Ask anyone who has renovated or refurbished a house what the experience was like and they will almost certainly share a widely different set of stories and opinions on the matter, but I bet you a dollar that almost all of them will say the following:
1. Whatever you had budgeted to spend, double it
2. Whatever time you had planned on the process taking, double it

One of the most important things in the process is that you have a team of people that you trust. This means and includes the architect and the building contractor. Because what invariably happens is that you start out with a plan, stuff goes wrong or crops up, and you incur a lot of extra time and money to fix it. Even with the most honest man on the job unexpected things occur. In our case we were going to strip the walls only as far as the wall linings, and once they started doing that they discovered the plaster behind was crumbling, so we made the decision to take the whole house back to the brick and re-plaster from scratch. And in some places wooden support beams were sagging with age and damp and had to be removed and replaced with steel. And it turns out the existing water supply is insufficient so we have to pay Thames Water to dig out something in the road and replace it, which means putting up parking and traffic restrictions in place, and getting their team to replace water pipes, for a price, naturally. Then there's the roof, or parts of it, that need replacing, the guttering etc etc etc.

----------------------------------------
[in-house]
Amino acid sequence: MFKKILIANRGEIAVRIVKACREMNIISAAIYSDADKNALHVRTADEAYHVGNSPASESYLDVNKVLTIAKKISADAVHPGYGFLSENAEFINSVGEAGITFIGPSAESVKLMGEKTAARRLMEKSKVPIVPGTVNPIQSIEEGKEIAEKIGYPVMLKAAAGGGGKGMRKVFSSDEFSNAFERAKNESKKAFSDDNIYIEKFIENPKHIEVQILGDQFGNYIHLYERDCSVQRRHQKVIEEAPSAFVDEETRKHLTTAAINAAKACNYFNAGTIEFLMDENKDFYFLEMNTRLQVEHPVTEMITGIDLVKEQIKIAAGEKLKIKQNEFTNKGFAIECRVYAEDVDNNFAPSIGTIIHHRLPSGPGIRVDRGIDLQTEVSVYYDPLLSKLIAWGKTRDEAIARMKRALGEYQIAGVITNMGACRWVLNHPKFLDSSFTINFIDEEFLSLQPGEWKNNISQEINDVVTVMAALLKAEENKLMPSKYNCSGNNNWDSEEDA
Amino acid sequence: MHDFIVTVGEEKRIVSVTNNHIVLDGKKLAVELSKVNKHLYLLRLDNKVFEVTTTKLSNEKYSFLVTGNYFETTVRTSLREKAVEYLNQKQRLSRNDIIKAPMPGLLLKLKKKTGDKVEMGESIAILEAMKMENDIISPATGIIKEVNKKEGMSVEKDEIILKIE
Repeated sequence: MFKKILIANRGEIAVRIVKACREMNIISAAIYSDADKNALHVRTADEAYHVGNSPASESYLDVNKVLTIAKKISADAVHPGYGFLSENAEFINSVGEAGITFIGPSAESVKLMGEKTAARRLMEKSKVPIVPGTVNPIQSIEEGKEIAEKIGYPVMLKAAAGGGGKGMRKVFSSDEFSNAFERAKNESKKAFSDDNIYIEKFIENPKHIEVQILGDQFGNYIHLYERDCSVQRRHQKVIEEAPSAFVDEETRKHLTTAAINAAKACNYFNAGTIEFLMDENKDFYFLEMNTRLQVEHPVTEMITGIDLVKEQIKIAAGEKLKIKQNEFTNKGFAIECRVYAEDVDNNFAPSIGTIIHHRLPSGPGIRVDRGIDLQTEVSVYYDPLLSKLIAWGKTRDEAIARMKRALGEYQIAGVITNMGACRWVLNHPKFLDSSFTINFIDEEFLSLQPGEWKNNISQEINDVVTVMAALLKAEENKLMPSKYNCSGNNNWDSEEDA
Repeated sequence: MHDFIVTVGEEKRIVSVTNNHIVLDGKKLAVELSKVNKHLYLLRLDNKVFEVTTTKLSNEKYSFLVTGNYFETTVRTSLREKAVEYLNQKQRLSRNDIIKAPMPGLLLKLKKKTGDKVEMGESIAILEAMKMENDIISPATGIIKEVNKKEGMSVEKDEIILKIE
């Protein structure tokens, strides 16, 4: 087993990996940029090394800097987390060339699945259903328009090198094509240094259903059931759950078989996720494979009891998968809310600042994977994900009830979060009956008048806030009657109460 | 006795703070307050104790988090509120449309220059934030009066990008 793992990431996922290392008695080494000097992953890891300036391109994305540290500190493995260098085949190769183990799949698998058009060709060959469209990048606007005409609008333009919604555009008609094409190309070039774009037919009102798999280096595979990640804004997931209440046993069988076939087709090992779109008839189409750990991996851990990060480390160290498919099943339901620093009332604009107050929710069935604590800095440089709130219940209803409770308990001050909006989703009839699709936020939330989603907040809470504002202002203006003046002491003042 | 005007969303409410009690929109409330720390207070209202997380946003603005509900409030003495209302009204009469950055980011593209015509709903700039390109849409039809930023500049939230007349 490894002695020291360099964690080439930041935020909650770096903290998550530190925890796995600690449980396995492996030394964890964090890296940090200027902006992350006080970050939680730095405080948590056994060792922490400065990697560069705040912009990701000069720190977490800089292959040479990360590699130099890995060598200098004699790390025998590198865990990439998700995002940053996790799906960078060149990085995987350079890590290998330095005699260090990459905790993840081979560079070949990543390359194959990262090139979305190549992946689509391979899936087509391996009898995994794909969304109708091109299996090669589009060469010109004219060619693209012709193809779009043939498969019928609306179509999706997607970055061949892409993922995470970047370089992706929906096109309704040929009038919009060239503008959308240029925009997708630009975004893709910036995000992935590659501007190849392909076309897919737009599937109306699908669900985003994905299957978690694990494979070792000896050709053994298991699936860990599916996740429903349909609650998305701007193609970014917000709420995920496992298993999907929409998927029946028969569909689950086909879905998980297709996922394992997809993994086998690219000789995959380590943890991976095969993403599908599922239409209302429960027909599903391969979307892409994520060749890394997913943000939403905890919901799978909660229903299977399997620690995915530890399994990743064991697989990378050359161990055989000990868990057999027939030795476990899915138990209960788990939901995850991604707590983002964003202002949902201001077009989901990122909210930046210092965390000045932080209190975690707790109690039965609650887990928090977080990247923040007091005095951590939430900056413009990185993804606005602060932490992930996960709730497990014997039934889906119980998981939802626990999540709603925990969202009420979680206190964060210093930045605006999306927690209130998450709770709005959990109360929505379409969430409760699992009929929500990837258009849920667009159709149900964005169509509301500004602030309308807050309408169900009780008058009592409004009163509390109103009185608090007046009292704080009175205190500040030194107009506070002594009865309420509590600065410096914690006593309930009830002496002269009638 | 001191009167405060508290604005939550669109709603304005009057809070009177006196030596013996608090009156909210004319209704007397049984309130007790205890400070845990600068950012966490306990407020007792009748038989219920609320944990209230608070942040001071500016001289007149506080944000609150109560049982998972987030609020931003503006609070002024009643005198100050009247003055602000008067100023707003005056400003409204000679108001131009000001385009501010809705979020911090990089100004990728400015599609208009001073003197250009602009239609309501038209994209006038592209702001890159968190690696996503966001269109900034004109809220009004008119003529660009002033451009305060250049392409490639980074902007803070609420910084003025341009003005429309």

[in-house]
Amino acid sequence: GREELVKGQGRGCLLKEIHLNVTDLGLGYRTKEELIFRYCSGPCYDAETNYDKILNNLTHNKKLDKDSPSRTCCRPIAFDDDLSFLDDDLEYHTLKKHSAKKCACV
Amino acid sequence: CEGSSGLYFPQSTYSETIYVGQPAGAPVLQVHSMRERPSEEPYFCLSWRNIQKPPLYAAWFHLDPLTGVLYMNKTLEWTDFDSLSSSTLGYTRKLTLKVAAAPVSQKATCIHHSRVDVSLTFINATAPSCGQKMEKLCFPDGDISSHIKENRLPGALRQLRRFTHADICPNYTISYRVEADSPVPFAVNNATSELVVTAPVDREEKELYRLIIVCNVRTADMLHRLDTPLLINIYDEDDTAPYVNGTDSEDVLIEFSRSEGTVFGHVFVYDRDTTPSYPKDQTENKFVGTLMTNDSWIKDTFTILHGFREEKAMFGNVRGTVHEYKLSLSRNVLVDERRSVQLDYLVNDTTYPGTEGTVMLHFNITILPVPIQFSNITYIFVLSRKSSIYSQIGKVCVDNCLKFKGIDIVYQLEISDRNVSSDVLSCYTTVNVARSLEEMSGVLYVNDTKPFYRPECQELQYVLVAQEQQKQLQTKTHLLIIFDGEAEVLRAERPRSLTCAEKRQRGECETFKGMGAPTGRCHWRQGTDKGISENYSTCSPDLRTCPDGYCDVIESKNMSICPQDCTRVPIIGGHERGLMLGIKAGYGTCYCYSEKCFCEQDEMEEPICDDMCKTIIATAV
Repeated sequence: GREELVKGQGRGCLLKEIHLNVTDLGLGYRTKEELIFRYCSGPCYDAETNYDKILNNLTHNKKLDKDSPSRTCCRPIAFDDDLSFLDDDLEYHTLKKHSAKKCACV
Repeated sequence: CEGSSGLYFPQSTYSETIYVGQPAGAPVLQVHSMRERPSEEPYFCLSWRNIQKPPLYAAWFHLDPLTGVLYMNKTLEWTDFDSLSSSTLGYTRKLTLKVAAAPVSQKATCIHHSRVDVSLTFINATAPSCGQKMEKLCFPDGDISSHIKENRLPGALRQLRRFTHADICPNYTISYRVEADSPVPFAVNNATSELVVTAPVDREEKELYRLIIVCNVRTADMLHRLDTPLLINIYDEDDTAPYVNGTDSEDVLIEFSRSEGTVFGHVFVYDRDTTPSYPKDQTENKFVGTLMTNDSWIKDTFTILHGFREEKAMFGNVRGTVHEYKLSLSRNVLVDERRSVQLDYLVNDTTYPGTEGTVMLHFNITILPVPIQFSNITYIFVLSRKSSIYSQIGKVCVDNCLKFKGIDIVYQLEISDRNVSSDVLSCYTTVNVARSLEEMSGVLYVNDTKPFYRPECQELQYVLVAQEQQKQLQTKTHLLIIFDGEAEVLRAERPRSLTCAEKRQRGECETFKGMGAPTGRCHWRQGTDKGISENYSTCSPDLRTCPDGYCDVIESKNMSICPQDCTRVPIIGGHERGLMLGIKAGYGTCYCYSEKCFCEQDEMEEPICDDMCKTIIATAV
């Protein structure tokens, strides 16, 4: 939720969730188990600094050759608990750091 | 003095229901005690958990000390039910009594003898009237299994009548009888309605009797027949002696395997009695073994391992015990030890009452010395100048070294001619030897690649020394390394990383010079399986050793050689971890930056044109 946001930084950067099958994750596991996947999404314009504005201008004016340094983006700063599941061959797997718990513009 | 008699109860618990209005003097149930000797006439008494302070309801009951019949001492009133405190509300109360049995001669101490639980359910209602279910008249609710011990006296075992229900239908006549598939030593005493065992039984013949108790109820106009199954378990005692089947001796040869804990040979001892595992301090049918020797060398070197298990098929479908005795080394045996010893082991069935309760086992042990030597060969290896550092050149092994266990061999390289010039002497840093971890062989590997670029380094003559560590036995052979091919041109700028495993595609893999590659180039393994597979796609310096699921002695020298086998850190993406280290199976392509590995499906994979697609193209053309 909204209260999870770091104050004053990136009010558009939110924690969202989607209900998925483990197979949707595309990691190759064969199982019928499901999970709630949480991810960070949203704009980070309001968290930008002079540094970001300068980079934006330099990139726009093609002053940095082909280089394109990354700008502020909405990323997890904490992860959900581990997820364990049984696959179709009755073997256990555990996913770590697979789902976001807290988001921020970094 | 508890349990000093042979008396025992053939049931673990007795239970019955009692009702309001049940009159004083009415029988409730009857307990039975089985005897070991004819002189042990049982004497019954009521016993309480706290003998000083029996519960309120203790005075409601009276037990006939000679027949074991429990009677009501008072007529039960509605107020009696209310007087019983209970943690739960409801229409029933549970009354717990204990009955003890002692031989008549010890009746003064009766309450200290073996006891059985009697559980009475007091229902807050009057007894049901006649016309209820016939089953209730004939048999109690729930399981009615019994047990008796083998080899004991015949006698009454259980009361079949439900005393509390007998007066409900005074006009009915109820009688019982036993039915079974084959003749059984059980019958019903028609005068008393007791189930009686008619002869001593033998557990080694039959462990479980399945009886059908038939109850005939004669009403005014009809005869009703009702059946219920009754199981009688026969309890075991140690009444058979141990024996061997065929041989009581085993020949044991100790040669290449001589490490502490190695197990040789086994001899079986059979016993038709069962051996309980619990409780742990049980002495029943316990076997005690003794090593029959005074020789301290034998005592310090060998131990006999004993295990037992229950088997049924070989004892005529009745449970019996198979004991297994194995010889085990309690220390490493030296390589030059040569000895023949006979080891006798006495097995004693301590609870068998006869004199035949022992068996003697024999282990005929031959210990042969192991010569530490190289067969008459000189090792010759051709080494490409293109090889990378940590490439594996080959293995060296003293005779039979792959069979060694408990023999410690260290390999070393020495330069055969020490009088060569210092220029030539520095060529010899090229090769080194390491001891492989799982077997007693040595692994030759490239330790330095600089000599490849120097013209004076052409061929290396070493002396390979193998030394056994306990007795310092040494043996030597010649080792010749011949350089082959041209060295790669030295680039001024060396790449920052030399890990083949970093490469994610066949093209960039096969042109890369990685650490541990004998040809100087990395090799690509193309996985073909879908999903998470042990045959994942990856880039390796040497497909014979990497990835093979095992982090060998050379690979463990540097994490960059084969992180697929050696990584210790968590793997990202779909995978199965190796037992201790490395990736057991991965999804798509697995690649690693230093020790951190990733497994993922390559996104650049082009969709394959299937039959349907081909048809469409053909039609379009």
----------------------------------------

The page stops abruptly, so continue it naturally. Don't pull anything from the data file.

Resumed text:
And while you're at it, you may as well fix the higgledy piggledy 1920's ceilings, insulate the whole house, and if you do that, then probably a good idea to double glaze the windows otherwise you are going to lose heat and triple your heating bill. Oh and that ugly 1970's fireplace probably should be changed because it don't work with the style of the house, but you have to get a chimney sweep (yes they actually exist outside of Dickens novels)in to see if it is clear, and see if the gas connection is sufficient, etcetera. You see where I'm going with this right?